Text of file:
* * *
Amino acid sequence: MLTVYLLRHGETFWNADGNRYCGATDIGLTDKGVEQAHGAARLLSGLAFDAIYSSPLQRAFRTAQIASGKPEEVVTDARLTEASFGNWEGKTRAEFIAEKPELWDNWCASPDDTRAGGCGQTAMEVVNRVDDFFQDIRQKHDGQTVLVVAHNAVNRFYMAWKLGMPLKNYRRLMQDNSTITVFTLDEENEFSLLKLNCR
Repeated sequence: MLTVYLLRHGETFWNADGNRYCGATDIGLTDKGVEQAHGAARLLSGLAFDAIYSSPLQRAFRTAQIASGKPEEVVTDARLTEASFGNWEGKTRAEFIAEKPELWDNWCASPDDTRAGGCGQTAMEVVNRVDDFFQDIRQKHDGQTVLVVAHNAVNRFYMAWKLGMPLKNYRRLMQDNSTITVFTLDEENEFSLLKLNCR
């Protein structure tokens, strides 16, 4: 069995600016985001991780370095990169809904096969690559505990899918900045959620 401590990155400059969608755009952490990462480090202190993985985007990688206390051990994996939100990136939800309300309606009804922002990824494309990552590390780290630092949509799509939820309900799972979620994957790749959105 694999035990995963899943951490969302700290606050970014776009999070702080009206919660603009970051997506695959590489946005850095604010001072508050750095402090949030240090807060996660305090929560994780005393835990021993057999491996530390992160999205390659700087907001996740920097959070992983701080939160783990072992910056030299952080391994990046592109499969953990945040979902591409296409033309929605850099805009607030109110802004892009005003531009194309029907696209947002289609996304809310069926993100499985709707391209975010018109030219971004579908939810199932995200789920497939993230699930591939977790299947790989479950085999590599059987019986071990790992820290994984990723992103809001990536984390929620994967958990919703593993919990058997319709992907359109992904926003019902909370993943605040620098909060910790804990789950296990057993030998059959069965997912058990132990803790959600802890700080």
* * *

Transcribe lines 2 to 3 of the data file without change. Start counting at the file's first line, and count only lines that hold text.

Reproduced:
Repeated sequence: MLTVYLLRHGETFWNADGNRYCGATDIGLTDKGVEQAHGAARLLSGLAFDAIYSSPLQRAFRTAQIASGKPEEVVTDARLTEASFGNWEGKTRAEFIAEKPELWDNWCASPDDTRAGGCGQTAMEVVNRVDDFFQDIRQKHDGQTVLVVAHNAVNRFYMAWKLGMPLKNYRRLMQDNSTITVFTLDEENEFSLLKLNCR
């Protein structure tokens, strides 16, 4: 069995600016985001991780370095990169809904096969690559505990899918900045959620 401590990155400059969608755009952490990462480090202190993985985007990688206390051990994996939100990136939800309300309606009804922002990824494309990552590390780290630092949509799509939820309900799972979620994957790749959105 694999035990995963899943951490969302700290606050970014776009999070702080009206919660603009970051997506695959590489946005850095604010001072508050750095402090949030240090807060996660305090929560994780005393835990021993057999491996530390992160999205390659700087907001996740920097959070992983701080939160783990072992910056030299952080391994990046592109499969953990945040979902591409296409033309929605850099805009607030109110802004892009005003531009194309029907696209947002289609996304809310069926993100499985709707391209975010018109030219971004579908939810199932995200789920497939993230699930591939977790299947790989479950085999590599059987019986071990790992820290994984990723992103809001990536984390929620994967958990919703593993919990058997319709992907359109992904926003019902909370993943605040620098909060910790804990789950296990057993030998059959069965997912058990132990803790959600802890700080």